Interview Pär Sundström (Sabaton) Part I

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Some time ago, yours truly and Miss Ery had the pleasure of sitting down and having an interview with none other than Pär Sundström, the bass player and manager of Sabaton. Our secret meeting location was at the Royal Museum of the Army and War History, which if you think about it, seems like the perfect location. After talking for a few minutes and calming our fan girl nerves, we started the interview.

GRIMM: Is it your first time visiting this museum?

Yes, it is the first time coming here. I didn’t even know it existed even though I would imagine that there would be a museum like this.

GRIMM: This is probably a more interesting location than the gym that Joakim used a week ago?

Definitely more interesting than a sport center for a Sabaton interview. Especially now we go to a lot of museums but it is not that often that they have World War one Exhibitions. Because World War One doesn’t take that much attention as World War Two. I think most museums, if they are not state founded or are private and need an income from ticket sales. Then they go for tanks or other brutal machines of war and those are not World War One, but World War Two especially, war tanks which are visually more interesting to see for those who paid a ticket. There are not too many places who focus on World War One.

GRIMM: Have you seen a lot of museums as big as this one?

I have seen bigger and smaller. I have been to Kubinka in Russia and I don’t think that gets any bigger than that. I think that they took down most museums in Russia and moved everything to one place. But it is also an active military base therefore they also have everything that is new and hundreds of thousands of soldiers in the same place. It’s so big, it almost feels like driving in a city from one place to another, from the planes to the tanks. It’s easily a ten-minute drive by car. But alright now we are here in Belgium.

GRIMM: Indeed, we are here for ‘The Great War’, but first some basic questions: Did you ever expect to become this big with Sabaton?

No, I did not think this but I wanted this to happen so I would work for it. I wanted to have high expectations but I also wanted to be realistic. I was not stupid in 1999, I could hear the music that we made and I knew that it was not good enough to be the biggest band in the world. But in 2005 when we did Primo Victoria, I realised there was some substance in this song that is world class. And this has the potential of going all the way. But I have to work towards it. If I don’t believe in it nobody else will follow. In order to get Sabaton to a higher level I must have visions that stretches really far in the future. That is one of my jobs in the band: to be an inspiring person and to have a vision where to go with the band.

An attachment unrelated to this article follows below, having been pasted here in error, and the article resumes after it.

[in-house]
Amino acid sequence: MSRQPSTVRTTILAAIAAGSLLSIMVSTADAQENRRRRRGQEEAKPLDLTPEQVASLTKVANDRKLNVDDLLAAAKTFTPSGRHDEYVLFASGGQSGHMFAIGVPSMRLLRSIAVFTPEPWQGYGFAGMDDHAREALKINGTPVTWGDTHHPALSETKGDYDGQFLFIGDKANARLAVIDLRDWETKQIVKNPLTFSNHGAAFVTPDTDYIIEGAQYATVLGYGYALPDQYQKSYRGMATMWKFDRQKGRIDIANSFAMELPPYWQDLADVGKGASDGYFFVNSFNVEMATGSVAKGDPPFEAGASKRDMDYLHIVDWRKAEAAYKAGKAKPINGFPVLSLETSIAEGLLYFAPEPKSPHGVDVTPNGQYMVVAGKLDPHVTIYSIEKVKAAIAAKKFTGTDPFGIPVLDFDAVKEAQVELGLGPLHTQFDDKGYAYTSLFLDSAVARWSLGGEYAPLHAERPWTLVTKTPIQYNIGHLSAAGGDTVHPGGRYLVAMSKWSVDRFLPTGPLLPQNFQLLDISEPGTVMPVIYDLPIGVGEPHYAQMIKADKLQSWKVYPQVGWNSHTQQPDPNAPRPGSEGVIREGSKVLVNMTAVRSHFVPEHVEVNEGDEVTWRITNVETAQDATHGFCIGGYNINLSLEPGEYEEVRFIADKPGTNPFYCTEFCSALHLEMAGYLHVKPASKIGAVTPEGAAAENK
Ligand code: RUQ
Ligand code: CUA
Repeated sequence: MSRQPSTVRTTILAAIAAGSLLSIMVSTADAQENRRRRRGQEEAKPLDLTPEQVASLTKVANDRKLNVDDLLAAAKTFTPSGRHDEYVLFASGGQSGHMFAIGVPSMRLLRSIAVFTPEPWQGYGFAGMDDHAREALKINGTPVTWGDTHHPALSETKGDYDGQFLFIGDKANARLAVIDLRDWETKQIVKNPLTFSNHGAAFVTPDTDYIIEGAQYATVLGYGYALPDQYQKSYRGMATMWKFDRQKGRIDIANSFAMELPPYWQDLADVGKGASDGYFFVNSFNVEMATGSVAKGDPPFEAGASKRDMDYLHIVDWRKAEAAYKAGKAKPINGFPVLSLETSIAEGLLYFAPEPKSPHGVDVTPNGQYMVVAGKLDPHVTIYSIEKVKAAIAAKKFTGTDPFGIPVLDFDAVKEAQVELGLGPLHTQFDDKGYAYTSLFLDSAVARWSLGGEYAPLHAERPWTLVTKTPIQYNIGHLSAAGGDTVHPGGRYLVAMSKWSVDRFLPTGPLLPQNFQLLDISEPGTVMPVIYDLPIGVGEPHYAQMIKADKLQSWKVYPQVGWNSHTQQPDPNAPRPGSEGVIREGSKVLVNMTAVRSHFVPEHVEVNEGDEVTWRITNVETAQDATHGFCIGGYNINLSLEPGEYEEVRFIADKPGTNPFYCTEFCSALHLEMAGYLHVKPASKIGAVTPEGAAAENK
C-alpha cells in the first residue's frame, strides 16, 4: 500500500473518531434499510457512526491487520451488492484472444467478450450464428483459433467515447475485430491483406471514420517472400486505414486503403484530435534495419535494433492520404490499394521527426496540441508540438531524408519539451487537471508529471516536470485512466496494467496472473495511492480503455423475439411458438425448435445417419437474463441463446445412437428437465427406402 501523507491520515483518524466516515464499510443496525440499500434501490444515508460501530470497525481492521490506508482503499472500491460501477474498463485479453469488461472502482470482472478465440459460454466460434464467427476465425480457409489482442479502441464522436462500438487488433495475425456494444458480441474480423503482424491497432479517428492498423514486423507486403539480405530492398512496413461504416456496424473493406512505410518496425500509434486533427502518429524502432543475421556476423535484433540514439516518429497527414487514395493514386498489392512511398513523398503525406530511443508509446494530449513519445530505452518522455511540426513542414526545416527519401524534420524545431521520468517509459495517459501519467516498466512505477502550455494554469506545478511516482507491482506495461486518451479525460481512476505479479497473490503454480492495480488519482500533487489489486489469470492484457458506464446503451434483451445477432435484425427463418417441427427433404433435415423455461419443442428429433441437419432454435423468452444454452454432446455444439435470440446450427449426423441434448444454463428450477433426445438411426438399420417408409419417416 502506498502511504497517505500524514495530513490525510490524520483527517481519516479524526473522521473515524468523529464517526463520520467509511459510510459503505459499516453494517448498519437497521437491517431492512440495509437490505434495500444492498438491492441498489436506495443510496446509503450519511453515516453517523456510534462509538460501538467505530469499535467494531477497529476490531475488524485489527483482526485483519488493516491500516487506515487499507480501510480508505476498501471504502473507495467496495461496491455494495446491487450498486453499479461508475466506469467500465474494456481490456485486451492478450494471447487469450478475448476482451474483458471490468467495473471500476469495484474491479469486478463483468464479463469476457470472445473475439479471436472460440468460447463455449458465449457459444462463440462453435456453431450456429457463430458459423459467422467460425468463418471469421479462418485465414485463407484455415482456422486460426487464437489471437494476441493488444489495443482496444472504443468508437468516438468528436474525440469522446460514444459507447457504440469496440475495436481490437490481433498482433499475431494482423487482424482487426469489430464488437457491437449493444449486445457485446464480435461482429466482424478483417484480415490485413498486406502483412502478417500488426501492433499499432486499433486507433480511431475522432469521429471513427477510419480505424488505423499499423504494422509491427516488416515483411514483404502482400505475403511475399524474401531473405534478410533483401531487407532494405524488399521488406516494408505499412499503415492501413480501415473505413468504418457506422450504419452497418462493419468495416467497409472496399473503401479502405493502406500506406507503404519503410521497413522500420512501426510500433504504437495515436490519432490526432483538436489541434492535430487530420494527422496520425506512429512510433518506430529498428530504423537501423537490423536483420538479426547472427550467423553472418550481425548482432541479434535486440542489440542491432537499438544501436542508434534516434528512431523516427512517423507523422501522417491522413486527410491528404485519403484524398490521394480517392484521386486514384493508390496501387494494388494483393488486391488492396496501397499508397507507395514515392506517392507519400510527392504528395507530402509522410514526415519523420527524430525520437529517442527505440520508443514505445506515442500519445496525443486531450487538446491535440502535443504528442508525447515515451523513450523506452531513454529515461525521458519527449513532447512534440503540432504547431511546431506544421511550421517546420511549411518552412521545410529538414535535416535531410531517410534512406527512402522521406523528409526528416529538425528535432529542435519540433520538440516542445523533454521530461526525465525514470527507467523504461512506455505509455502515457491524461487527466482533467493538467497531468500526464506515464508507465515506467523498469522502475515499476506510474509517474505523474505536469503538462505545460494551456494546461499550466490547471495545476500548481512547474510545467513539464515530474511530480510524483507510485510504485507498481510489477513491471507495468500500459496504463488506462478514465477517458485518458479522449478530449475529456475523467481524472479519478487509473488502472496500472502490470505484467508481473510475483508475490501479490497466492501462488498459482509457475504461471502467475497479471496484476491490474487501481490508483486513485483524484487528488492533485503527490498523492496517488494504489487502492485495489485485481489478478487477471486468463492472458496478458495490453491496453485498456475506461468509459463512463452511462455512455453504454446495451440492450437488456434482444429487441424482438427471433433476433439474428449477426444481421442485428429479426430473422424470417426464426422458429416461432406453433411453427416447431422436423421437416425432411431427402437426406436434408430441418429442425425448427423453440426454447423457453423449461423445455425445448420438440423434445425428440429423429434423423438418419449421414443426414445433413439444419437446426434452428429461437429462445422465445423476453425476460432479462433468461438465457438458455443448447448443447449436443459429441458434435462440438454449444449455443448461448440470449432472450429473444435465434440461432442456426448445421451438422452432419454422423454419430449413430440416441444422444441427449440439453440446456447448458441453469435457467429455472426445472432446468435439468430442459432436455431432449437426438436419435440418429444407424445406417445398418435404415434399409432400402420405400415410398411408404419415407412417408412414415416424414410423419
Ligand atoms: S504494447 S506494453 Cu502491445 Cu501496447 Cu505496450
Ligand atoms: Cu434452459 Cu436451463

GRIMM: If you compare 1999 and 2005 with the recording of Primo Victoria do you think that you almost achieved the highest level?

No, there are some things that we already have achieved which is already the end of story. The biggest concert in our lives or at least my life was in 2015 at Sweden Rock Festival. It was not the biggest by numbers but emotionally. So emotionally I have done the biggest show in my life. Off course to play at Wacken is much bigger than Sweden Rock, so is Graspop, but not emotionally, at least not for me.

GRIMM: How does it feel when you are on the stage and all these people are cheering for you?

It is an amazing feeling and very rewarding. It is also inspiring and it gives fuel to do it again. And I am happy that all band members from Sabaton are encouraged and enforced by this. I know there are bands that look for other things. There are bands that look more for the backstage and the after parties. And I am thankful that Sabaton is a band that doesn’t give a fuck about what is happening backstage. We are only interested in the stage.

GRIMM: That is very noticeable since you guys change the stage from time to time. Does the band have saying in the changes or is it more management?

I am the management. We do not have a management. We never had. That is also the reason that we can feel a bit prouder of the band. Because it is all done by us.

GRIMM: You probably enjoy the freedom then?

Nobody has ever told us to do this or that. And nobody has ever given us a solution to a problem and we had to all figure it out ourselves. That is why it feels great to be standing where we stand now. But regarding the stage show. The upcoming tour I indeed decided how the stage would look.

For more about the upcoming new Sabaton album ‘The Great War’ and shows, keep an eye on the site because part 2 and 3 are coming really soon!

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